Just when it seemed that only one more negative housing report would be enough to rev up the bandwagon for a new federal homebuyer tax credit, today’s pending home sales index for August baffled prognosticators and restored hope the no more government stimulus would be needed to stabilize housing markets.
Contracts on homes signed in August rose 5.2 percent over July instead of falling 1 percent, as forecast by 37 economists in a Bloomberg News survey.
Pending sales are still 19.1 percent below July 2009 when the index was 98.1. The national index had fallen 29.9 percent in May and another 2.8 percent in June. The data reflects contracts and not closings, which normally occur with a lag time of one or two months.
“Home sales will remain soft in the months ahead, but improved affordability conditions should help with a recovery,” said NAR’s Lawrence Yun. “But the recovery looks to be a long process. Home buyers over the past year got a great deal, and buyers for the balance of this year have an edge over sellers. For those who bought at or near the peak several years ago, particularly in markets experiencing big bubbles, it may take over a decade to fully recover lost equity.”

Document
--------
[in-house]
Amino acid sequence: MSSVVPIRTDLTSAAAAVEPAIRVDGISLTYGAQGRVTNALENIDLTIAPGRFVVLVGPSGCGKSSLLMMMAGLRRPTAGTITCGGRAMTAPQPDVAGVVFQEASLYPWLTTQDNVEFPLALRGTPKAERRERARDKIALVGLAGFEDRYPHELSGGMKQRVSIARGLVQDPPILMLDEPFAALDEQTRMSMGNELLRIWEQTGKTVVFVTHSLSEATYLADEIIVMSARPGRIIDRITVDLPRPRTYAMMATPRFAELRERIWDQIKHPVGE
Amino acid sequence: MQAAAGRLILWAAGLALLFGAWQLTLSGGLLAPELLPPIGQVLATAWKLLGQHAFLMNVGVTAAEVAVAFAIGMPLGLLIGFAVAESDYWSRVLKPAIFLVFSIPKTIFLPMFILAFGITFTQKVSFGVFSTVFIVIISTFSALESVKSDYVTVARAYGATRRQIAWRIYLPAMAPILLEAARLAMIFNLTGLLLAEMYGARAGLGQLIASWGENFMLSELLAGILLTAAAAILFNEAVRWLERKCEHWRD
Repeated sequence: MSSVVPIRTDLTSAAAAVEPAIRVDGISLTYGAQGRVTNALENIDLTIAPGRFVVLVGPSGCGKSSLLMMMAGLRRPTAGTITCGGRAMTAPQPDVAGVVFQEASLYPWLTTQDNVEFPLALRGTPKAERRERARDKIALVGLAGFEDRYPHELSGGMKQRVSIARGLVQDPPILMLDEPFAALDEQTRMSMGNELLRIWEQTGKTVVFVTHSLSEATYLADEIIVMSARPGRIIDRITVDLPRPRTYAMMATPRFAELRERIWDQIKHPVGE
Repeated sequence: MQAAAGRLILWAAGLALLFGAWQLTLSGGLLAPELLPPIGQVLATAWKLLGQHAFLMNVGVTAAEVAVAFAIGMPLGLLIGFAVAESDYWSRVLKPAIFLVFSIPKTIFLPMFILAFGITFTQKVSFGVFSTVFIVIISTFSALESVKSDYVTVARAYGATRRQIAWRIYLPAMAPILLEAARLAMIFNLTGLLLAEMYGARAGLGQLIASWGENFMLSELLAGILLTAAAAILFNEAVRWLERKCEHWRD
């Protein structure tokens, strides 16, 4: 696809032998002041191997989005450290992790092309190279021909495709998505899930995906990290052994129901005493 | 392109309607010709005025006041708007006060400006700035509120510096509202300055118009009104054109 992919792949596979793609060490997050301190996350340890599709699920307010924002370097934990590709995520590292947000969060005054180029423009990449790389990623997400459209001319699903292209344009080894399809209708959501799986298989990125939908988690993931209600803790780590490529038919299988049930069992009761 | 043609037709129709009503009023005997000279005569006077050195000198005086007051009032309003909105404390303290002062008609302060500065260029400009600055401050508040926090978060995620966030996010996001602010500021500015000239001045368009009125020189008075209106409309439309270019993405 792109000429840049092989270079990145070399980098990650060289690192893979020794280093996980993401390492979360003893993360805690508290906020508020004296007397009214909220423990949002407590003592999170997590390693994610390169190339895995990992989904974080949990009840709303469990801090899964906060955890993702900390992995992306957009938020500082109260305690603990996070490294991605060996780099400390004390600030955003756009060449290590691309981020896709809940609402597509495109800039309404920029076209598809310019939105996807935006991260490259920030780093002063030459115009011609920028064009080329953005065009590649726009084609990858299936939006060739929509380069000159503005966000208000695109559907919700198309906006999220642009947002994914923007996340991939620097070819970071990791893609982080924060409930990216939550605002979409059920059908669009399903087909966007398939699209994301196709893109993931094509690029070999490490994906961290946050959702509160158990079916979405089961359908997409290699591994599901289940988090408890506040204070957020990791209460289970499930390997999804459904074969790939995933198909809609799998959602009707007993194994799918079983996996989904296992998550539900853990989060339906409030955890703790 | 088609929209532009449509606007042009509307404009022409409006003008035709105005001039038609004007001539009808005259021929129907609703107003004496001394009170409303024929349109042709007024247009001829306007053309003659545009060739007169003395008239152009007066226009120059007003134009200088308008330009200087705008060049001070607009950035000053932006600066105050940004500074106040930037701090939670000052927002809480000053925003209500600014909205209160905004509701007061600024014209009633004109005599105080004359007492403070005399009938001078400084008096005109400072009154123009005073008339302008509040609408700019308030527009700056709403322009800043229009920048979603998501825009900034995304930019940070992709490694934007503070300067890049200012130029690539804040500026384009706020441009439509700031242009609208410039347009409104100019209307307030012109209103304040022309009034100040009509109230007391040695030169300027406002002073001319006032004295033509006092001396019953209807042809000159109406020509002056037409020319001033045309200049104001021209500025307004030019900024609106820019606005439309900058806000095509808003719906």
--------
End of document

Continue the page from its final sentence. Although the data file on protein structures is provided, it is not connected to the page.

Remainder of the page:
HUD Secretary Shaun Donovan created turmoil in the real estate industry when he said on CNN Sunday that a restoration of the homebuyer tax credit is “not off the table” and that it is “too soon to say” whether the administration’s credit tax credit, which expired April 30, will be revived.
Donovan’s remarks set off a fierce debate within the real estate industry. Despite the record-setting 27 percent fall in July home sales, the idea of bringing back the credit is surprisingly controversial among real estate professionals. Opinion clearly has changed from the near-unanimous support the credit enjoyed when it was renewed and expanded in February.